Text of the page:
2022-12-16 Insight Pentad (5 of 5) Knowing Liberation
7:23AM Dec 17, 2022
So so we come to the last if the last talk on that insight, pen Ted. And these are the five qualities, including insight, that, that flow together that arise together, not as something that's constructed or made to happen, but something that conditions each other or one leads to the other awakens to the other, triggers the other. And many people would think that you would ends with liberation. The fourth are these insights, pen tats, five qualities. And isn't Shouldn't that be enough liberation. But the liberation itself is a condition for the arising of a fifth quality. And that's the knowledge that one is later liberated knowledge that the mind is liberated. And there are people who have some degree of, you know, realization, liberation, something that really sets them free. And they kind of know that they've had something significant. But they don't really know it, they don't understand what's happened in this knowing of it, is to understand something profound about it. And, and, as so many times for the Buddha, it's it's a no something specific, it's not some generalized, vague idea of what liberation is what freedom is. Because some people will have some profound feeling of peace or calm or some letting go, that happens that feels so relieving and releasing, but they don't understand what they've let go of, they don't understand what they've opened up into. And, you know, what's really this experience like, and without knowing that, it's hard to find the path there, again, it's hard to know what this path is really about, then some people will have some kind of wonderful experience of peace. And, and think, Well, that's the point, and kind of tried to get back there. But they don't understand the conditions that led to it. And they don't understand what it is at that particular that that was experienced or came along with that piece. So they know kind of what they're working towards what it's about what the kind of the, the North Star is that they're kind of working for. And so I want to read to you what I started talking about yesterday, the Buddha gives a list of 17 specific psychological states that can be known. We can know that they're there, these are painful states. And we can know when we're free of them when they're absent. And seeing that specificity of it. This is this was afflictive. This was painful. And now wow. It's no longer there, it's been released. This is part of the insights. And it's also part of liberation, that shows the kind of circular nature of it, the spiral perhaps. And so as we experienced some real clear sense of the falling away the ceasing of say, hate, and really experience ourselves take time to know that this is the absence of hate, not just know that it's peaceful, but really know this the absence of hate, then we start getting the information about what hate is about, and the alternative, that we become increasingly disenchanted with hate. We increasingly sort the underlying tendency to hate which is starts to fade away. And then there's a again, a qualitatively different way of releasing hate. And and then we know we released it, and then that's kind of an insight that the whole thing can develop further and further. So I want to read this list of 17 specific states that the Buddha talks about that one can know their present, and we can know when they're absent. And for the Buddha This is very significant. It's in a discourse called a simile of the cloth in the middle length discourses. The the list is covetous covetousness, unethical greed ill will anger resentment, contempt, insolence, envy, avarice, deceit, fraud, obstinacy, rivalry, conceit, arrogance, vanity, and carelessness and or negligence. So that some of these translations English might not be exactly what there is in Pāli. So we know, we can maybe find other words that are a little bit a little bit more meaningful for us. But the idea is that if a person when we practice, we can know that these are called afflictive, because they hurt to have these present when could know that they're there, and feel the pain. And, and it's possible that they can be let go of either we let go of them, or somehow they fade away, they disappear. They're not there. And if we know that they're there first really no, wow. And sometimes, you know, this is bad news to know that I have contempt. But in the dharma, you want to know that so called bad news. In an open nonreactive way, it's really important to feel to know the states of mind that are afflicted that are causing pain, and not to pretty them up or deny them or ignore them, oh, this is I'm living with, you know, contempt with the resentment with greed. And then, because we know something about knowing that's there, the clarity of that, then allows the mindfulness, the awareness practice, to make room for it to fade away for us to be disinterested, and for to fade away. That won't happen if we ignore it, and haven't really admitted to ourselves or these are there. So here we find the example the Buddha being, you know, in modern terms, psychological about the discussions of the path, he's very specific about psychological states that are being addressed. So this is what we can know. And then we can know when they're let go of when they're absent. And that knowing of their absent in this text, there's a way of knowing it, which is inspiring. It's inspiring to know, it's possible to be free of these things, even if it's temporarily, to have the experience of the mind, wow, I've been with this for our lifetime with this for decades, for a long time. And I had no idea how there can be a qualitative experience or a good quality experience of it not being there. So this launch helps to know that we're liberated and really recognize, or the absence the freedom of something that can give birth to an inspiration and to confidence. The Buddha calls it verified confidence. It's a we have or verified faith. It's verified, because we know for ourselves, this is possible. And even if some of these states come back, the confidence is there. The trust is there. This is valuable, this is a direction to go. This is important. And then the Buddha in this text goes on to say that this confidence that inspiration, this is possible. This is the catalyst for the gladness pen had the five qualities I talked about last week, that also have this natural flow to them, that when there's inspiration, there's gladness, when there's gladness, there can be present for it and allow for the practice and practice with it in the context of it that morphs or changes into joy. That changes into tranquility, physical tranquility and peace. And that can open up into a kind of a deep, subtle feeling of happiness or contentment. That is a foundation for becoming unified for Samadhi. And that unification of Samadhi that has that focus that clarity, then begins the insight that that insight, disenchantment, fading away liberation, and then today, knowledge of liberation knowing it.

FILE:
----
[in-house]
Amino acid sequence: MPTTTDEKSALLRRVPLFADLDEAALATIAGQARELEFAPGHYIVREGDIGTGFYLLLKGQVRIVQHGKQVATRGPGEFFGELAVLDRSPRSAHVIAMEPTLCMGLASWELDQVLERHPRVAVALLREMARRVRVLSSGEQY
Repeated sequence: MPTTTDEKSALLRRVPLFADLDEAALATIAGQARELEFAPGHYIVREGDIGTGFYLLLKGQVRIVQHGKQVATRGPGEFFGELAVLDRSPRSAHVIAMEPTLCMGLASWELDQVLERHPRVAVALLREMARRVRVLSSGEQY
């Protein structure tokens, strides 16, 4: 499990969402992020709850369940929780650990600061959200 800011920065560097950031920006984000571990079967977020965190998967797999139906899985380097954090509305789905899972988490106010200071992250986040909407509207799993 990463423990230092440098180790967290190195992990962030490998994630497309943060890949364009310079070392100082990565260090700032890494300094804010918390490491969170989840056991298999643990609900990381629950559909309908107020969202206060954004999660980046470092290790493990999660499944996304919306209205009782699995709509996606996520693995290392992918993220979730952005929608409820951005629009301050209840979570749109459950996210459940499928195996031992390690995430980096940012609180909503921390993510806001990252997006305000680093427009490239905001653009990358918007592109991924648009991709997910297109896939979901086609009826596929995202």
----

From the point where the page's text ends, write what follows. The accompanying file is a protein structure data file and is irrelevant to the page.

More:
So as I said before, they kind of go to spiral and they support each other move on and on, and how liberation is some kind, even if it's very temporary, of particular mental states. So there's some that we can identify and know for ourselves. Otherwise, you know, some people have such a vague idea of what enlightenment is, or freedom is that, you know, it just always kind of a mythic event is kind of like maybe not so relevant for me. And it's good for the, you know, the, you know, for the great meditators who go live in caves, but what about my life in everyday life here, where I'm dealing with, you know, getting the kids to school, and work and all kinds of things. But by naming the psychological states, the Buddha was kind of maybe making it really irrelevant. This is what's important here. And then he goes on in this text is phenomenal text that talks about his natural flow of arising, he talks about from the inspiration comes the gladness pen Ted, and from that, the Samadhi ethic, the unification gives rise to loving kindness to mettā. And so the whole mettā and then the brahmavihāra is, are all part of this natural flow this, it's almost like these, this is an almost like inherent qualities within the or capacities or potentials within that can be set free that can be reopened to, to be allowed to flow through us. So they're not something that's constructed or made to happen or engineered, but something that we allow for. And that's the underlying theme of these two pen tests, the gladness pen test and the insight pen 10 is that there are natural forces within us, that can be unleashed and opened up, where we We Roll Along to, and we open up to these wonderful states of deepening practice. And so it's insight, insight to what is insight to what is no longer there, inside the absence of afflictive states that have bothered us for a long time. And the absence of those afflictive states might give us a possibility, to become more aware of how we know how we're aware something. So that how we're aware, is not afflictive how we're aware it doesn't partake or share with some of the greed or the Ill Will or version, that contempt and resentment that might be with us, but which influences how we know. And so to begin finding a knowing, which is freeing and knowing which has qualities or freedom and ease and peace, and then using that to a way of knowing, to practice mindfulness to be aware. And so that the very act of knowing is part of the path of freedom is where we find the freedom and allows us to go seek more and more clearly. What's what's. So, the CIO insight, Insight pentad, then may your mindfulness practice, lead to insight, and may the Insight open this world up of the dharma, moving through you. So thank you very much. And I look forward to seeing you or being with you again, on Monday.